ELDER PATRIOT – From the “You-Can’t-Make-This-Shit-Up” file comes an announcement of a series of “family-friendly” initiatives from Secretary of Defense Ash Carter. In announcing these new initiatives Carter prefaced his statements by saying this:
“Among the stresses military families face, having and raising children is near the top.”
You’d think that might mean a relaxing of the “Rules of Engagement” or restoring torture as an interrogation technique so that our young combat volunteers might have a higher probability of returning home to their families in one piece or without being court martialed for defending themselves.
Or, maybe an increase in their pay or their retirement benefits would be in order so they wouldn’t have to rely on food stamps in order to feed their families.
You’d be wrong.
The new directives can have no other goal than to denude the military of its backbone of readiness and ruggedness.
Carter cited statistics that retention among women in their child-bearing years is 30 percent lower than that of men because of the conflict between raising children and being in combat. No shit! This should be an accepted fact of life once there was acceptance of women into the military – if you even believe that a nation of able-bodied men should allow their women to fight for them.
Instead, our military continues to be stripped of the commitment required to conduct successful combat missions by these new directives as reported by cnsnews.com:
— 12 weeks of fully paid maternity leave across the joint force, up from 6 weeks in many cases, but below the 18 weeks now offered by the Navy. “Certainly, offering a more generous standard for maternity leave is imperative for attracting and retaining talent,” Carter said. (He assured Navy women who are currently pregnant that they can take 18 weeks of leave.)
— 10-14 days of paid paternity leave for new fathers. “For those who want to become dads, or are about to, I want them to know this leave is available to them and I want them to make full use of it,” Carter said.
— New investments in subsidized child care: “We will increase child care access to 14 hours a day across the force…from before revellie to after taps,” Carter said.
— Making military workplaces more accommodating to women when they return from maternity leave: The focus here is to make it easier for new mothers to continue breast-feeding, if they choose to do that.
“To make the transition between maternity leave and returning to work for military mothers smoother, to enhance our mission effectiveness, and to comply with standards that apply to nearly every organization outside the military, I am requiring that a mother’s room be made available at every facility with more than 50 women, which means the establishment of some 3,600 rooms across the country,” Carter said.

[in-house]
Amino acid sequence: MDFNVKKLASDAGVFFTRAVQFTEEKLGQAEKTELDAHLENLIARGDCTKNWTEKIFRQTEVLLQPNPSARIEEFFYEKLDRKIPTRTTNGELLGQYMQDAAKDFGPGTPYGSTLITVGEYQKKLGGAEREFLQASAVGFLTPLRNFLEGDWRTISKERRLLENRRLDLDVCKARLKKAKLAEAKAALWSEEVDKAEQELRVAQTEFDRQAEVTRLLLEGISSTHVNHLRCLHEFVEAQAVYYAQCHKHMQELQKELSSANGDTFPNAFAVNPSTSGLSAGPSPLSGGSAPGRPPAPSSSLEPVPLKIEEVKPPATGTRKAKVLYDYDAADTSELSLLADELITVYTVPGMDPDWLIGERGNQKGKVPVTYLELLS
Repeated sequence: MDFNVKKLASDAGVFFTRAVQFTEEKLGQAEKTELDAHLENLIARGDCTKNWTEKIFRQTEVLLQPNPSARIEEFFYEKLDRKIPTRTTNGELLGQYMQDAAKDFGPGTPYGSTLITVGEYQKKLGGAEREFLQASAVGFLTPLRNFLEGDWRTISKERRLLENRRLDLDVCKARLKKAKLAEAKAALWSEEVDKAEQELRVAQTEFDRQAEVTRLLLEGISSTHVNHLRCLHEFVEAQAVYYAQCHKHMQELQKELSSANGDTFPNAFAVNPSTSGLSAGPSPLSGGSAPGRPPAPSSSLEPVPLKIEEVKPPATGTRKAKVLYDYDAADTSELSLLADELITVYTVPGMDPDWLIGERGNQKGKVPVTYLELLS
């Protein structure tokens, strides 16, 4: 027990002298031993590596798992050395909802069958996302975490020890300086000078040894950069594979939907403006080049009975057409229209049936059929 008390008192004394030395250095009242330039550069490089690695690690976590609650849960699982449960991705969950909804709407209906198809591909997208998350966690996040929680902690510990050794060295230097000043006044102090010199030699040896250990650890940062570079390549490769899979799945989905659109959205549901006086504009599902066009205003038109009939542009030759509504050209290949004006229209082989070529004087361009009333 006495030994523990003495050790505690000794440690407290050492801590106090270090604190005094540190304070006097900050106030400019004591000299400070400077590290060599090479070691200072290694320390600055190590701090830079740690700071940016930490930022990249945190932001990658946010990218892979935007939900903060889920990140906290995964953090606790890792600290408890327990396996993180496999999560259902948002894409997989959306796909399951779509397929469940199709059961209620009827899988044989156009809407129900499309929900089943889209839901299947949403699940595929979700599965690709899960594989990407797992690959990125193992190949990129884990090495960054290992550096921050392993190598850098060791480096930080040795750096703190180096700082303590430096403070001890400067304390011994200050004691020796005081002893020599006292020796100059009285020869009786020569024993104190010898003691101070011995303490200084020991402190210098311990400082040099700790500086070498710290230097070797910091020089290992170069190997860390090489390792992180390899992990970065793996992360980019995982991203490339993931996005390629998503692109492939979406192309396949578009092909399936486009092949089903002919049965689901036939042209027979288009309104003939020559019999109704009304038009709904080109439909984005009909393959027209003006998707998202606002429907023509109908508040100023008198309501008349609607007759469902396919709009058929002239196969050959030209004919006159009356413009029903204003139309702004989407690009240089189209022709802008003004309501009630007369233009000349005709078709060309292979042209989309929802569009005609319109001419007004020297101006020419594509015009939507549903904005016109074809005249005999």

— Reasonable accommodations for those who face geographic challenges: “For a family who has a son or daughter who receives treatment at a particular hospital or who suffers from a particular disability, remaining longer in location where their specialized high-quality care can make a world of difference,” Carter said. “Other families want to remain in one place longer to allow a son or daughter to finish high school in one place with friends, teachers and teams they’re close to. Or perhaps to be close to grandparents or other family. These are all important.
“When the needs of the force permit a service member to stay at their current location, we will empower commanders to make reasonable accommodations, in exchange for an additional service obligation.”
— Reproductive technologies: “We can help our men and women preserve their ability to start a family, even if they suffer certain combat injuries. That’s why we will cover the cost of freezing sperm or eggs through a pilot program for active duty service members — a benefit that will help provide men and women, especially those deployed in combat, with greater peace of mind. This investment will also provide greater flexibility for our troops who want to start a family, but find it difficult because of where they find themselves in their careers.”
Carter said he’s also committed to “continuing to look at how we can provide advanced reproductive technologies like IVF (In Vitro Fertilization) to a wider population. Today, we provide reduced cost treatment at six locations across the country, and we will study how to broaden this coverage in the future.”
These initiatives lay the groundwork for destroying cohesiveness and morale in units that must depend upon each other for synchronized movements on the field of combat in order to save lives. But, that’s not Carter’s concern. He’s more concerned with maintaining a force that is committed to lifetime service in order to fight the protracted wars that the military-industrial complex prefers.
America once brought overwhelming force to a conflict in order to end it as quickly and inexpensively as possible. That makes it difficult to explain large outlays of public money over protracted periods for military spending to America’s taxpayers. Have you ever stopped to think that we defeated the two most powerful armies in the world in less than four years during WW II but that we are now in our 13th year of fighting ill equipped Middle Eastern insurgencies with no end in sight?
After the massive campaign to win WW II America was left with a total outstanding debt of $54 billion dollars. Adjusting for inflation, we will spend around that much this year during a time of relative peace.
The protracted wars we’re witnessing in the Middle East have no end in sight but they do allow defense contractors and politicians to make the case for hundreds of billions of extra dollars to be earmarked to their businesses.